Juneau Community Foundation names 2019’s philanthropist of the year

Juneau Community Foundation names 2019’s philanthropist of the year

Whale project and food bank fundraiser earns award

Juneau Community Foundation’s Philanthropist of the Year has had a whale of an impact on the capital city.

Laraine Derr was recognized by JCF for her support of projects including the Southeast Alaska Food Bank, costume design for high school theater, Alaska Mental Health, cooking for auctions, Juneau Women’s network and the water-spraying statue at Mayor Bill Overstreet Park.

“Getting that whale built is my favorite,” Derr said in a phone interview with the Empire. “All you have to do is go look at it.”

[It was whale worth the wait]

It took more than a decade for the roughly $10 million project to come together, and Derr, who was head of fundraising for the project, said it’s exciting to see selfies in front of the whale statue become an almost universal part of visiting Juneau.

“You see on Facebook, people say ‘Wow, you got close to the whale.’ Then, you have to admit it’s a statue,” she said.

Derr was recognized as Philanthropist of the Year at a dinner last week, and Elgee Rehfeld LLC was was recognized with the Philanthropic Business Award during the same event. Derr said she found out about the distinction in early August.

“I immediately burst into tears,” she said. “I was pretty overwhelmed. I am not one that pursues the limelight. I’ve been involved in a lot of fundraising efforts just because I think it’s the right thing to do. To be recognized for it is pretty neat.”

Amy Skilbred, executive director for Juneau Community Foundation, said Derr was selected for the award because of her long and varied philanthropic history that ranges from sewing costumes for high school plays to leading fundraising efforts for large projects.

“She just exemplifies the spirit of philanthropy,” Skilbred said.

Philanthropist of the Year does not come with a monetary award, and Skilbred said typically recipients name a charitable organization they’d like to see supported. In Derr’s case, she challenged attendees of the dinner to match $50,000 that her friends raised for the JCF prior to the event.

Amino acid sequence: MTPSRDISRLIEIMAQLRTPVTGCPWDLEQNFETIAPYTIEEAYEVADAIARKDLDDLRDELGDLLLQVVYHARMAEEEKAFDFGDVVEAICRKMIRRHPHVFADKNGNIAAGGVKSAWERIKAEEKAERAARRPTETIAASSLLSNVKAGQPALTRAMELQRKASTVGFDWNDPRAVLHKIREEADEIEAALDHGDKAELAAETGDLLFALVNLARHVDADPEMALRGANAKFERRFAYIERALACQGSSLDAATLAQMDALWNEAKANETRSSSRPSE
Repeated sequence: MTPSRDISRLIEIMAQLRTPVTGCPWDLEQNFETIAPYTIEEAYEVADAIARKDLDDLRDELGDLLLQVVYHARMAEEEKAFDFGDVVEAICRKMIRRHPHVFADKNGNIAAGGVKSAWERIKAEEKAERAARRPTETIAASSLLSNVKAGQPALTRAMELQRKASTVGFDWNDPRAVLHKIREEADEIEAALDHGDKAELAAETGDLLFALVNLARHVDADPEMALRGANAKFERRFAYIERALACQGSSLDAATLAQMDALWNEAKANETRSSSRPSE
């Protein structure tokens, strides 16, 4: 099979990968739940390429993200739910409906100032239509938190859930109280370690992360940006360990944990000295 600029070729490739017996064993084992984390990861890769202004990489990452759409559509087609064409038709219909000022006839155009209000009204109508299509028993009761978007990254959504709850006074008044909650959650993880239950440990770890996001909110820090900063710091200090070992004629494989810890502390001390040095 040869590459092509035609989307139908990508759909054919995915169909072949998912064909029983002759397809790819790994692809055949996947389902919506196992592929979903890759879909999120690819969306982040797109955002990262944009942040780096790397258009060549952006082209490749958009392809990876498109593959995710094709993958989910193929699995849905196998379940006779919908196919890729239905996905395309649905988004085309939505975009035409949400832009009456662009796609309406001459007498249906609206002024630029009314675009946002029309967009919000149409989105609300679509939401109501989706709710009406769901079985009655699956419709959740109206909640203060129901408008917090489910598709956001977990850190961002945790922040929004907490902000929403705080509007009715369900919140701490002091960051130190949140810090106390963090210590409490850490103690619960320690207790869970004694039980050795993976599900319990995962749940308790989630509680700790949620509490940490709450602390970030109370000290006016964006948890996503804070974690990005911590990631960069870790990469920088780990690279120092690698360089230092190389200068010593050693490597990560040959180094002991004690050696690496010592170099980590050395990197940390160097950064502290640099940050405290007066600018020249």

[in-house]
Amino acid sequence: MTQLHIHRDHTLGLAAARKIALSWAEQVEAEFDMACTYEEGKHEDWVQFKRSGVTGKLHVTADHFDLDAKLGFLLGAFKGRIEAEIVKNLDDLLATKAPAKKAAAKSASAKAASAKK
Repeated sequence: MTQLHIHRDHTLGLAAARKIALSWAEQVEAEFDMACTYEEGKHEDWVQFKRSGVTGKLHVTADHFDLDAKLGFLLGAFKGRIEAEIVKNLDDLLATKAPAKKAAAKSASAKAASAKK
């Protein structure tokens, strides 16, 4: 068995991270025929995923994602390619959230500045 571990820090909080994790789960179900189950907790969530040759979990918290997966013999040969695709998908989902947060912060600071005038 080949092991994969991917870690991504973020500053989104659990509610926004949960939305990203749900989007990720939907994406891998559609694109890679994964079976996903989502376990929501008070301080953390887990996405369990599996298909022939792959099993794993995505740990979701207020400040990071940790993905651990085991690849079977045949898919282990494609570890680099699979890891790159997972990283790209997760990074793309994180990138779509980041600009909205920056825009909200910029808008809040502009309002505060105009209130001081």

Derr has lived in Juneau since 1980. During that time, she’s been part of a push to build more than the whale statue.

She said the construction of Southeast Alaska Food Bank’s current location is another one of her favorite philanthropic accomplishments.

“I was a charter member of the food bank,” Derr said. “We were constantly seeking a home.”

She said at different points it was housed in several locations, including a dilapidated building and a garage. In 2001, its current building was erected on Crazy Horse Drive off Industrial Drive, according to the food bank. An addition to the building was opened in 2016.

“Those are the kind of projects that I really appreciate the people of Juneau for,” Derr said. “If you’ve got a good project, and you ask them to open up their pocketbooks, they do.”

Not all of Derr’s big efforts are in the past.

She said she is currently part of the push to raise money for moving the Glory Hall from the downtown homeless shelter and soup kitchen’s Franklin Street location to the Mendenhall Valley.

[Playwright examines the intersection of arts and healing]

Derr said $378,000 had been raised as of last Wednesday for the project, which had a fundraising goal of $300,000.

“We said, ‘Why not make it $400,000,” Derr said. “We’re still trying to raise that last $22,000.”

She said her support for the project is because she is a believer a facility further away from downtown will help Glory Hall patrons.

“People who are struggling, step out of the door and are faced with the demons,” Derr said. “I just think that’s not right.”


• Contact reporter Ben Hohenstatt at (907)523-2243 or bhohenstatt@juneauempire.com. Follow him on Twitter at @BenHohenstatt.


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